Now You See Us
The following piece was written by Dr. Joe Debrah, a resident in our Mid-Hudson Family Medicine Residency. It first appeared in the New York State Academy of Family Physicians’ Weekly eNews on June 11.
Now You See Us
Joe Debrah, MD / Mid-Hudson Family Medicine Residency / Kingston, NY
“A PASSION DEPENDENT ON THE ACKNOWLEDGEMENT OR APPROVAL OF OTHERS IS SURE TO FAIL, FOR TRUE SERVICE TO HUMANITY IS DONE OUT OF LOVE”
Each morning we set out long before daylight. We smile at our children and gently kiss our spouses as we quietly sneak out of the house, lest we wake them. Without knowledge of how our family is doing throughout the day, our minds promptly shift to our patients, colleagues and the supervising members of the care team. What can we do to make a patient or family smile today? To get a nod of approval from our attending? Ensure that we are learning from our experience?
We walk swiftly through the hospital halls knowing that our patient’s health and bed-flow depend on the accuracy and timeliness of our decisions. Our attendings review our work, ensuring that management decisions are meticulous. We work together to discharge our patients in a timely fashion but make no mistake, we are very much present for all of our patients; that’s what residents do. We are with the critically ill patients whose hope of seeing loved ones again depends on urgent dialysis, the correct ventilator settings or a stat ICU consult. You grab the phone to clarify the orders with pharmacy, but then your cell phone chimes. Before you can unlock the screen, the pager beeps and your heart jumps: ‘Case management needs stat discharge orders for group home patient.’ Thus you pull up to the computer to do a final review of the patient’s hospital course. Orders are set but you have admissions pending so you try to review the outpatient records. Ah! The text message. You unlock your phone and realize it was a text from your partner: “Good morning! Don’t forget to eat breakfast.” But its 2PM you say, third cup of coffee in hand. Maybe you’ll grab a muffin from the lounge en route to the Emergency Department for new admissions. This is us.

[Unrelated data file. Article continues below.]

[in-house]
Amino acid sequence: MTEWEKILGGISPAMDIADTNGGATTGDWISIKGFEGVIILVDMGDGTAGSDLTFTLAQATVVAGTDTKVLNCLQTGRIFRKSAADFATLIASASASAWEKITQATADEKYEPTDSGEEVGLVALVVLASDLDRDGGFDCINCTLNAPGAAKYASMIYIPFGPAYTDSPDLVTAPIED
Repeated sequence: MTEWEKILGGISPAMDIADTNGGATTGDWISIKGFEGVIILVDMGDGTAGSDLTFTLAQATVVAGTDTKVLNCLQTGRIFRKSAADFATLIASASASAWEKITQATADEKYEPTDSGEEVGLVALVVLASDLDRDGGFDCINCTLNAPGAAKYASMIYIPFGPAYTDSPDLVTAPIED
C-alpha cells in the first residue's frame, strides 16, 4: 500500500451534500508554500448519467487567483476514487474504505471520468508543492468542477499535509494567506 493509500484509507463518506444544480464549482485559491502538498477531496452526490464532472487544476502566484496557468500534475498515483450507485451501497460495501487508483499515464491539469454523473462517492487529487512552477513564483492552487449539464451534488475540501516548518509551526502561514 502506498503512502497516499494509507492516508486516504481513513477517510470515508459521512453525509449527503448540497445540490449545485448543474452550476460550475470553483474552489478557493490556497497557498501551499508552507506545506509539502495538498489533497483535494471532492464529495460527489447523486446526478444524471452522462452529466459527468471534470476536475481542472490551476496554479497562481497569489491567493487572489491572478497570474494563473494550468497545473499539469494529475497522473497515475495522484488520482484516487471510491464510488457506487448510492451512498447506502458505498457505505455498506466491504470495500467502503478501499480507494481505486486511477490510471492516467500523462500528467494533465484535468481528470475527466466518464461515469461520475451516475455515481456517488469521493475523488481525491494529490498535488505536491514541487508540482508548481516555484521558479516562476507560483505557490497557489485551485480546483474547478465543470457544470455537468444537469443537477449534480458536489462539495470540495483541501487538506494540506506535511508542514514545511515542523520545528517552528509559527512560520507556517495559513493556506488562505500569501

So in the midst of this pandemic, if you see us working without complaining or fearing for our lives and wonder why we do it, realize that it’s nothing new for us nor for our families. Our lives are always on the line, because we care for our patients until we are the patients ourselves. Welcome to the front-row of a resident’s life: Do You See Us? To us, medicine is not just a
profession; it is one of our earliest loves, our passion, our life’s calling. Most importantly, it is our duty to humanity.
Thus, we will continue to rise at dawn and return home into the night: We will find ways to keep our families safe through and beyond this pandemic. And when our neighbors call to ask if we’re okay because our car is home much earlier than usual, we will smile and give thanks for a few fleeting hours to spend with our loved ones.
So thank you for checking on us. We realize – Now You See Us.